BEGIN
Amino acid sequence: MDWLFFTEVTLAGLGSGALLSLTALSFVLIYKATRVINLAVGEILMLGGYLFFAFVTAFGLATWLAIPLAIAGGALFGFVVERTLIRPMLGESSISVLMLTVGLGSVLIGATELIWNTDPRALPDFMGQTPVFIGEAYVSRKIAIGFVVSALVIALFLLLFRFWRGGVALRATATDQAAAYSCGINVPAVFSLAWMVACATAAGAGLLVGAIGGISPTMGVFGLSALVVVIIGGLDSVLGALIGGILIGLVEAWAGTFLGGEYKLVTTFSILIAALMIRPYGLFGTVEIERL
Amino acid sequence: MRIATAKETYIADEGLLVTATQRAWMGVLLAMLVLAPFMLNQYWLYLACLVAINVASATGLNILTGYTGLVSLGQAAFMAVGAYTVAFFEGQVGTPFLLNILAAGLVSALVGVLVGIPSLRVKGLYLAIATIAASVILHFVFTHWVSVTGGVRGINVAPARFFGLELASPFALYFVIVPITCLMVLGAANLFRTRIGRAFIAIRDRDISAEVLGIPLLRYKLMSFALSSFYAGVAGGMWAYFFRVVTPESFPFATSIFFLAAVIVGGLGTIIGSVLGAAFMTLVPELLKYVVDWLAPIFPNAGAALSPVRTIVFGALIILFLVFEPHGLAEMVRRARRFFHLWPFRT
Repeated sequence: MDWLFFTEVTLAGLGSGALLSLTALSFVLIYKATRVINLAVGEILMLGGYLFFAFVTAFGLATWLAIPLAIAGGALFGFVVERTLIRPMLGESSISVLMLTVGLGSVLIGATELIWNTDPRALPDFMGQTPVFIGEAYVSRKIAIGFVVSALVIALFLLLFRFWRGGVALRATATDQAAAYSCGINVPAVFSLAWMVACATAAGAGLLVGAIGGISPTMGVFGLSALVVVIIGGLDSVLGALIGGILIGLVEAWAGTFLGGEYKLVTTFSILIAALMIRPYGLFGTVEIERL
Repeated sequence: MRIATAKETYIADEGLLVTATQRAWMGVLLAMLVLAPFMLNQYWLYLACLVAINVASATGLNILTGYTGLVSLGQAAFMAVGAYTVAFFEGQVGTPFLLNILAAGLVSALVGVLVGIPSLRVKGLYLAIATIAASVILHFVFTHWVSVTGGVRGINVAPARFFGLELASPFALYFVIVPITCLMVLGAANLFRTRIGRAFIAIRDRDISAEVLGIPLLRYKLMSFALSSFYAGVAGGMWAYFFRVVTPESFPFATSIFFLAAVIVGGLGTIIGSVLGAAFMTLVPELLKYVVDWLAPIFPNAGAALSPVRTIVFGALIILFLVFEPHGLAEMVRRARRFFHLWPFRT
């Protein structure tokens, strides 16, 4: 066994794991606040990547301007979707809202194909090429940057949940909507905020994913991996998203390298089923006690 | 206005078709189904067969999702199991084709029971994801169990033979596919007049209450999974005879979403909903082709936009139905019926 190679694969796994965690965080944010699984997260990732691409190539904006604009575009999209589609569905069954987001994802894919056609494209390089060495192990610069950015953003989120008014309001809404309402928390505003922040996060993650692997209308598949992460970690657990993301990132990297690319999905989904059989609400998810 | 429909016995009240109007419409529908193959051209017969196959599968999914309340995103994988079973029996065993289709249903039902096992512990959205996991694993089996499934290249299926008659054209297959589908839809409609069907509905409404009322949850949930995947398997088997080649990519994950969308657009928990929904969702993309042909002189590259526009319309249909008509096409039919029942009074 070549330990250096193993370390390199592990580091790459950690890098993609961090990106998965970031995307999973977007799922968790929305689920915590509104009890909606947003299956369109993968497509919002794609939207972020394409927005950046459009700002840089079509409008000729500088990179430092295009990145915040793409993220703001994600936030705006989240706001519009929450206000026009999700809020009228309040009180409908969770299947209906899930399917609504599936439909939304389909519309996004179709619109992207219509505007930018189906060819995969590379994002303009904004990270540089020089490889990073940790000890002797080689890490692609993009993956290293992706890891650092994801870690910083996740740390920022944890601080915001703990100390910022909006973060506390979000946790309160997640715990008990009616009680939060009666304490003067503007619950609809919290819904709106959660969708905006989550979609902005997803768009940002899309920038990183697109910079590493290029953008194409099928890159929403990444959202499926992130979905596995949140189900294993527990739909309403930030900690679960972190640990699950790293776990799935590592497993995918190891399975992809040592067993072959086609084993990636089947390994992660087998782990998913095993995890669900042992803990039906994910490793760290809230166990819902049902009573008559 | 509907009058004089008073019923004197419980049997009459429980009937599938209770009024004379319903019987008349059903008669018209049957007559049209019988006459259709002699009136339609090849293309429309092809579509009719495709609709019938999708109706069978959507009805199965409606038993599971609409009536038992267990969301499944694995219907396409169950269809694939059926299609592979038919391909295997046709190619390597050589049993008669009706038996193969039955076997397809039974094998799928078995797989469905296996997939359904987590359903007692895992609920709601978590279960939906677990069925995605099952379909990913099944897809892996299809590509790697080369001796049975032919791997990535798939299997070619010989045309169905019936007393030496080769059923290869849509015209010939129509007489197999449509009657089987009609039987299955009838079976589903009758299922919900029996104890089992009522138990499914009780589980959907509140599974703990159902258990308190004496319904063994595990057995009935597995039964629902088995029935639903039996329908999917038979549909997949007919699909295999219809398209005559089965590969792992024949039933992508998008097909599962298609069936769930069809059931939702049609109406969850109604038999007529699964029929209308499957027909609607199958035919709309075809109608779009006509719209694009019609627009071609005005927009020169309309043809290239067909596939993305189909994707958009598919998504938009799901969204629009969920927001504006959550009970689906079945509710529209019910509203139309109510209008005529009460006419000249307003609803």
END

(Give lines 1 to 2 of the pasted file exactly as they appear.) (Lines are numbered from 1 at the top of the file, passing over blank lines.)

Amino acid sequence: MDWLFFTEVTLAGLGSGALLSLTALSFVLIYKATRVINLAVGEILMLGGYLFFAFVTAFGLATWLAIPLAIAGGALFGFVVERTLIRPMLGESSISVLMLTVGLGSVLIGATELIWNTDPRALPDFMGQTPVFIGEAYVSRKIAIGFVVSALVIALFLLLFRFWRGGVALRATATDQAAAYSCGINVPAVFSLAWMVACATAAGAGLLVGAIGGISPTMGVFGLSALVVVIIGGLDSVLGALIGGILIGLVEAWAGTFLGGEYKLVTTFSILIAALMIRPYGLFGTVEIERL
Amino acid sequence: MRIATAKETYIADEGLLVTATQRAWMGVLLAMLVLAPFMLNQYWLYLACLVAINVASATGLNILTGYTGLVSLGQAAFMAVGAYTVAFFEGQVGTPFLLNILAAGLVSALVGVLVGIPSLRVKGLYLAIATIAASVILHFVFTHWVSVTGGVRGINVAPARFFGLELASPFALYFVIVPITCLMVLGAANLFRTRIGRAFIAIRDRDISAEVLGIPLLRYKLMSFALSSFYAGVAGGMWAYFFRVVTPESFPFATSIFFLAAVIVGGLGTIIGSVLGAAFMTLVPELLKYVVDWLAPIFPNAGAALSPVRTIVFGALIILFLVFEPHGLAEMVRRARRFFHLWPFRT